Theses Doctoral

Essays in information relaxations and scenario analysis for partially observable settings

Ruiz Lacedelli, Octavio

This dissertation consists of three main essays in which we study important problems in engineering and finance.
In the first part of this dissertation, we study the use of Information Relaxations to obtain dual bounds in the context of Partially Observable Markov Decision Processes (POMDPs). POMDPs are in general intractable problems and the best we can do is obtain suboptimal policies. To evaluate these policies, we investigate and extend the information relaxation approach developed originally for Markov Decision Processes. The use of information relaxation duality for POMDPs presents important challenges, and we show how change-of-measure arguments can be used to overcome them. As a second contribution, we show that many value function approximations for POMDPs are supersolutions. By constructing penalties from supersolutions we are able to achieve significant variance reduction when estimating the duality gap directly, and the resulting dual bounds are guaranteed to provide tighter bounds than those provided by the supersolutions themselves. Applications in robotic navigation and telecommunications are given in Chapter 2. A further application of this approach is provided in Chapter 5 in the context of personalized medicine.
In the second part of this dissertation, we discuss a number of weaknesses inherent in traditional scenario analysis. For instance, the standard approach to scenario analysis aims to compute the P&L of a portfolio resulting from joint stresses to underlying risk factors, leaving all unstressed risk factors set to zero. This approach ignores thereby the conditional distribution of the unstressed risk factors given the stressed risk factors. We address these weaknesses by embedding the scenario analysis within a dynamic factor model for the underlying risk factors. We recur to multivariate state-space models that allow the modeling of real-world behavior of financial markets, like volatility clustering for example. Additionally, these models are sufficiently tractable to permit the computation (or simulation from) the conditional distribution of unstressed risk factors. Our approach permits the use of observable and unobservable risk factors. We provide applications to fixed income and options portfolios, where we are able to show the degree in which the two scenario analysis approaches can lead to dramatic differences.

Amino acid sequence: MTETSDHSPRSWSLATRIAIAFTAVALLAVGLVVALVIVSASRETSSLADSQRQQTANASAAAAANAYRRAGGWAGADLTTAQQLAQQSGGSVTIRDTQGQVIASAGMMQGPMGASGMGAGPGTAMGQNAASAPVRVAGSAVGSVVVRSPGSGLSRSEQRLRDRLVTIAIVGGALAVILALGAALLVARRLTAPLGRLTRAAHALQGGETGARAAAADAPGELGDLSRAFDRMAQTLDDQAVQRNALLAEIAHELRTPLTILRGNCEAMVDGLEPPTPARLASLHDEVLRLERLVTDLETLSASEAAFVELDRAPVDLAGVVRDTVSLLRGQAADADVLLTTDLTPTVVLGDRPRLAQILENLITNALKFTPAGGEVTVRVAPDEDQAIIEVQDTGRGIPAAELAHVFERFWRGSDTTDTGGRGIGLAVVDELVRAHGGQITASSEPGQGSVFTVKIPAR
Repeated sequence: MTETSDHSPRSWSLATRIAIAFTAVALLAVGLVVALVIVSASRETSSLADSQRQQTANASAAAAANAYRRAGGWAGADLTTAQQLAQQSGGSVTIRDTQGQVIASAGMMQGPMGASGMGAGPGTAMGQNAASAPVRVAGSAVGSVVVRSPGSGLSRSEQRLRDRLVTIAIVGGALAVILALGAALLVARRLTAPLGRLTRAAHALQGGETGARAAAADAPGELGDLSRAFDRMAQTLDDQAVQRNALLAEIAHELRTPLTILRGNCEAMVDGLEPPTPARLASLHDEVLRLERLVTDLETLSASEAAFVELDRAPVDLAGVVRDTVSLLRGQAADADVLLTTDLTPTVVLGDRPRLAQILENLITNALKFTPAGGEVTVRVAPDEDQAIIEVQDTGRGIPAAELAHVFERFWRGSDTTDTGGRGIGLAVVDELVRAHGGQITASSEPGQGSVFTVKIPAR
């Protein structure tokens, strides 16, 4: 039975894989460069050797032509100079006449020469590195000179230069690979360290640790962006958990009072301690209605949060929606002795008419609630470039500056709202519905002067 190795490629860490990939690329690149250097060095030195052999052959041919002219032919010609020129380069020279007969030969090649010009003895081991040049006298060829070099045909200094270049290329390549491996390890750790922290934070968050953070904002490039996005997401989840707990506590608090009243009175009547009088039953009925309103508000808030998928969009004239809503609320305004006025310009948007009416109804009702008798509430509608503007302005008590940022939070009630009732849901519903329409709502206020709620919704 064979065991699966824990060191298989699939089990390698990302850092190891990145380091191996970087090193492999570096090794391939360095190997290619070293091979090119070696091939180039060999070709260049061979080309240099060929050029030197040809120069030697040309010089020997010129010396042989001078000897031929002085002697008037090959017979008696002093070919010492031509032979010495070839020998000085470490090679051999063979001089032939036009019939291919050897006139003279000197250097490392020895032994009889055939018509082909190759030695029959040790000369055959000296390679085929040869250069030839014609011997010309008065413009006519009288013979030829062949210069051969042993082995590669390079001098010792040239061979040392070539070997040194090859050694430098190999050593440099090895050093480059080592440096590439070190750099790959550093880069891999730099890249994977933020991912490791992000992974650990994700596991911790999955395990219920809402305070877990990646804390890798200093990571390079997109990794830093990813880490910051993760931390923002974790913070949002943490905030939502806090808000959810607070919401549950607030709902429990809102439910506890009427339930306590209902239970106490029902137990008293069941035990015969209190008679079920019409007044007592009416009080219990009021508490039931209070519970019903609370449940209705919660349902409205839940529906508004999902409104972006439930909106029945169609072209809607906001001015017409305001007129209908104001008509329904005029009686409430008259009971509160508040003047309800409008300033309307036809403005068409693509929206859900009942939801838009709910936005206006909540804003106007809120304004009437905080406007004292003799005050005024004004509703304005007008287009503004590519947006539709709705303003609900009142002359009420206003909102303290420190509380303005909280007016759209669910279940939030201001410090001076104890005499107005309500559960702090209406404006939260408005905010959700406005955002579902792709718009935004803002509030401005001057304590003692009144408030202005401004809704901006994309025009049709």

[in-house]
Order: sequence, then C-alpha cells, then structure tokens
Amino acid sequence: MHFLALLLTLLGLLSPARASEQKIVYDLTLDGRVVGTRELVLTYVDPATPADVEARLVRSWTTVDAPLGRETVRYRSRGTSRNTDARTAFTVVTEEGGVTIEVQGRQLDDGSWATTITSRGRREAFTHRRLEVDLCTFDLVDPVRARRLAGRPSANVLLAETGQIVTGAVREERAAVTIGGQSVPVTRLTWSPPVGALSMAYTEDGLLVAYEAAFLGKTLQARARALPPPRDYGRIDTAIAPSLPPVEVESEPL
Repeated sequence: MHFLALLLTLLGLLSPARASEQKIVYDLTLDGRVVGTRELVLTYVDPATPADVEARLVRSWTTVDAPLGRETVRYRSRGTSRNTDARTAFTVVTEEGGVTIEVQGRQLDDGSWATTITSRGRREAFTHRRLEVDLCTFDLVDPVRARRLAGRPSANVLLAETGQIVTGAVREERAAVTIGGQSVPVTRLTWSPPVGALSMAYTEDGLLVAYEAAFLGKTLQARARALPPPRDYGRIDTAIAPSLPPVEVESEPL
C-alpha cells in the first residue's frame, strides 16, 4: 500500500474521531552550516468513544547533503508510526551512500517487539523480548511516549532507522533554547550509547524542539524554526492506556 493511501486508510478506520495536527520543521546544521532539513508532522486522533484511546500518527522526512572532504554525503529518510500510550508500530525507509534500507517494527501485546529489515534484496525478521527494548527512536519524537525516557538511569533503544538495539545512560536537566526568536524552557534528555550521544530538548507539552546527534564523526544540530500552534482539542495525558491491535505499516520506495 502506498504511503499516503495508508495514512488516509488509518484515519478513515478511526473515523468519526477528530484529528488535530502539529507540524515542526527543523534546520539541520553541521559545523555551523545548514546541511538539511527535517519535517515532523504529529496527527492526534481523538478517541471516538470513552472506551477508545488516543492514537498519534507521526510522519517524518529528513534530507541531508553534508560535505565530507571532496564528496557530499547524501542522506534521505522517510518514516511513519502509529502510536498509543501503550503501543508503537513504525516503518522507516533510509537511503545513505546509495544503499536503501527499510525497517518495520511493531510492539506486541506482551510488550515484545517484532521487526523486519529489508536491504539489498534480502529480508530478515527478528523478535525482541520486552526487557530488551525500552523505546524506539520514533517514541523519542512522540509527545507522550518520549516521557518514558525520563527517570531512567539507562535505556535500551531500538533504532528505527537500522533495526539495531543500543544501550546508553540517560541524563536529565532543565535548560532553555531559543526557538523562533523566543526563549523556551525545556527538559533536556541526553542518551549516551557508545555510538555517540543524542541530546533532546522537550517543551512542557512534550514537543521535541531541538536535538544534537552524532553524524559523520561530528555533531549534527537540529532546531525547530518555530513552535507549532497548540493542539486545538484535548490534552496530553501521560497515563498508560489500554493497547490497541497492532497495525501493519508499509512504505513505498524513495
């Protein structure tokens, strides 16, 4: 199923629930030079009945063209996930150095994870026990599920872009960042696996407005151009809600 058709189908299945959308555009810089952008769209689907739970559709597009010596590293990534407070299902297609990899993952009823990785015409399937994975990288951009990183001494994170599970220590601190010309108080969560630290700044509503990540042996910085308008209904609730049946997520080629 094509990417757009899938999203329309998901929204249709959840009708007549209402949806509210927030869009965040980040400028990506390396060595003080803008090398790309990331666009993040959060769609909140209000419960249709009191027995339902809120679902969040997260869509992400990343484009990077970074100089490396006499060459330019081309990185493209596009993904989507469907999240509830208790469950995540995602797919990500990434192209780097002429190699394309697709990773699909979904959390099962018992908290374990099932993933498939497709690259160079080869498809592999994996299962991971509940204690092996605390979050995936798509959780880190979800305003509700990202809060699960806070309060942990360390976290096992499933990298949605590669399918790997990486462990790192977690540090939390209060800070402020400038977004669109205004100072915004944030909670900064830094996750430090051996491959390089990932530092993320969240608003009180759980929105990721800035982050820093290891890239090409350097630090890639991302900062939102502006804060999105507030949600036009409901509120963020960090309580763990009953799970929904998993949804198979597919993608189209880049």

In the third part, we propose a framework to study a Human-Machine interaction system within the context of financial Robo-advising. In this setting, based on risk-sensitive dynamic games, the robo-advisor adaptively learns the preferences of the investor as the investor makes decisions that optimize her risk-sensitive criterion. The investor and machine's objectives are aligned but the presence of asymmetric information makes this joint optimization process a game with strategic interactions. By considering an investor with mean-variance risk preferences we are able to reduce the game to a POMDP. The human-machine interaction protocol features a trade-off between allowing the robo-advisor to learn the investors preferences through costly communications and optimizing the investor's objective relying on outdated information.


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More About This Work

Academic Units
Industrial Engineering and Operations Research
Thesis Advisors
Haugh, Martin B.
Ph.D., Columbia University
Published Here
March 29, 2019